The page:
Learn more about our policy experts.

Media Contacts

Angela Bradbery, Director of Communications
w. (202) 588-7741
c. (202) 503-6768
abradbery@citizen.org, Twitter

Don Owens, Deputy Director of Communications
w. (202) 588-7767

Karilyn Gower, Press Officer
w. (202) 588-7779

David Rosen, Press Officer, Regulatory Affairs
w. (202) 588-7742

Nicholas Florko, Communications Officer, Global Trade Watch
w. (202) 454-5108

Other Important Links

Press Release Database
Citizen Vox blog
Texas Vox blog
Consumer Law and Policy blog
Energy Vox blog
Eyes on Trade blog

Follow us on Twitter


For Immediate Release: May 24, 2013
Press Briefing: May 28, 2013

Shareholders and Activists to Call on Chevron to Refrain From Political Spending and Environmentally Destructive Practices

At Press Briefing and Rally, Amazon Watch to Call for CEO to Be Fired

Oakland, CA— Chevron shareholders and a coalition of activist groups will hold a press briefing on Tuesday, May 28, the day before the annual Chevron shareholder meeting, to demand that the company refrain from all election-related spending. Groups will also protest Chevron’s inaction on the growing threat of climate change and environmental violations. Amazon Watch will be calling on the company to fire CEO John Watson for his failure to address human rights abuses.

On the following morning, May 29, the coalition will convene inside and outside of Chevron corporate headquarters during the Annual General Shareholder meeting. (Details are below.)

WHEN:    10 a.m. PDT, Tuesday, May 28
WHERE:    Amazon Watch offices, 2201 Broadway St., Ste. 508, Oakland, Calif.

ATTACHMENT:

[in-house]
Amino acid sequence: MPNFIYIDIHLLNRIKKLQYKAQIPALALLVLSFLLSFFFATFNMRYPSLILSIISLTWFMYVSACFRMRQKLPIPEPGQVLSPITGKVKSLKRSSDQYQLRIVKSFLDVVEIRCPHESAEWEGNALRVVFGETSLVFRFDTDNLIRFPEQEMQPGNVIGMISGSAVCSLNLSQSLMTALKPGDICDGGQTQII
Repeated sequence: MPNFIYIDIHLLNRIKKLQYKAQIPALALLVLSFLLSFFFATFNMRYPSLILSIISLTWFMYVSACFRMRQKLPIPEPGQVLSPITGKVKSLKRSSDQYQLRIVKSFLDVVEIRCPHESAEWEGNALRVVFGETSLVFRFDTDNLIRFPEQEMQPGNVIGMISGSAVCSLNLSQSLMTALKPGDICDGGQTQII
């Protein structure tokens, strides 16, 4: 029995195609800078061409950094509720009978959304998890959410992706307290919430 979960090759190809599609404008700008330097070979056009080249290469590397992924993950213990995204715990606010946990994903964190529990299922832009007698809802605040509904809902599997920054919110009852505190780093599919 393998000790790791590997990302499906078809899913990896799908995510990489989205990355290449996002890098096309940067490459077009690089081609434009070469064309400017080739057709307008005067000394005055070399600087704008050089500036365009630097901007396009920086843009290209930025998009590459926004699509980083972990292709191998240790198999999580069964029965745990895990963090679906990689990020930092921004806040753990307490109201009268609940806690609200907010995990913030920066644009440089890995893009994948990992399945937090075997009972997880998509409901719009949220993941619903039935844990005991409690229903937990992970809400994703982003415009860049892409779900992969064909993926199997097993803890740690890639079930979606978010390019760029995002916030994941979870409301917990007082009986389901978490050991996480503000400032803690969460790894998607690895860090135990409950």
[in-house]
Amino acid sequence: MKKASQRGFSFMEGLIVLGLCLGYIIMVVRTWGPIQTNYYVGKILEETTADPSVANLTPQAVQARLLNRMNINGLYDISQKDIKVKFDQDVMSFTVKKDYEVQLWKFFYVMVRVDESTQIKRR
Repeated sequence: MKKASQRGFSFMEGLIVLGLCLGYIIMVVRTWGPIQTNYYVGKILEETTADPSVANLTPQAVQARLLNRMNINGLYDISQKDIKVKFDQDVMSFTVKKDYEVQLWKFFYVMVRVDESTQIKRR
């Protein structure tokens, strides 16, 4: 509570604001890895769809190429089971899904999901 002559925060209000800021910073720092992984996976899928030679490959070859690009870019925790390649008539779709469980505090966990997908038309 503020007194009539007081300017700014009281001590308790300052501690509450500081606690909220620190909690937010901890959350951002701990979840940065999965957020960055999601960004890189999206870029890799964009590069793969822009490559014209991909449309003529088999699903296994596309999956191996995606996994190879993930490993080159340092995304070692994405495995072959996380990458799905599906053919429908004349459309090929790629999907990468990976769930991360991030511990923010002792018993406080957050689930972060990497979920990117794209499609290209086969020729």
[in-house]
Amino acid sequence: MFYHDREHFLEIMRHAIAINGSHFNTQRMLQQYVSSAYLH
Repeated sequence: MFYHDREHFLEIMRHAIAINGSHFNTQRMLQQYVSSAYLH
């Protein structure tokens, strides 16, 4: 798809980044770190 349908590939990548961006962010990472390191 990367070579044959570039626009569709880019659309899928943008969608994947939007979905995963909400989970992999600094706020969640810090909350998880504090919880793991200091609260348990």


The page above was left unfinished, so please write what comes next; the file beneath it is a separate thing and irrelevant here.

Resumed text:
Call-in Number: (805) 399-1000; Access Code: 298201#

SPEAKERS: Gayle McLaughlin, mayor of Richmond, Calif.

Servio Curipoma, community representative of Ecuadorian Amazon  

Shoshana Wechsler, activist, Public Citizen

Sven Eberlein, founder, Bike the Math

Dr. Henry Clark, executive director, West County Toxics Coalition

Concerns of the coalition include:

  • Chevron, through a subsidiary, made a historically large and possibly illegal $2.5 million contribution to the conservative super PAC Congressional Leadership Fund during the 2012 election. Green Century Capital Management has filed a shareholder resolution asking Chevron to refrain from all election-related spending over concerns about the risks of Chevron’s unchecked involvement in the electoral process.
  • Public Citizen filed a complaint with the Federal Election Commission arguing that if Chevron’s subsidiary holds government contracts, its super PAC contribution may have violated the federal pay-to-play law.
  • The company inherited a lawsuit from Texaco, which it acquired in 2001, challenging the dumping of billions of gallons of toxic wastewaters into the Ecuadorian Amazon rainforest between 1964 and 1990, and alleging gross negligence that resulted in immense suffering for more than 30,000 people. Rather than pay for cleanup and compensate victims, CEO Watson has overseen an aggressive legal strategy of deflection. The lawsuit resulted in a $19 billion judgment against Chevron, but Chevron continues to challenge the verdict and evade justice.
  • The company has a sordid environmental record, including its record of spills and explosions, such as at the Richmond refinery, as well as an unwillingness to address climate changeby shifting operations toward renewable sources of energy.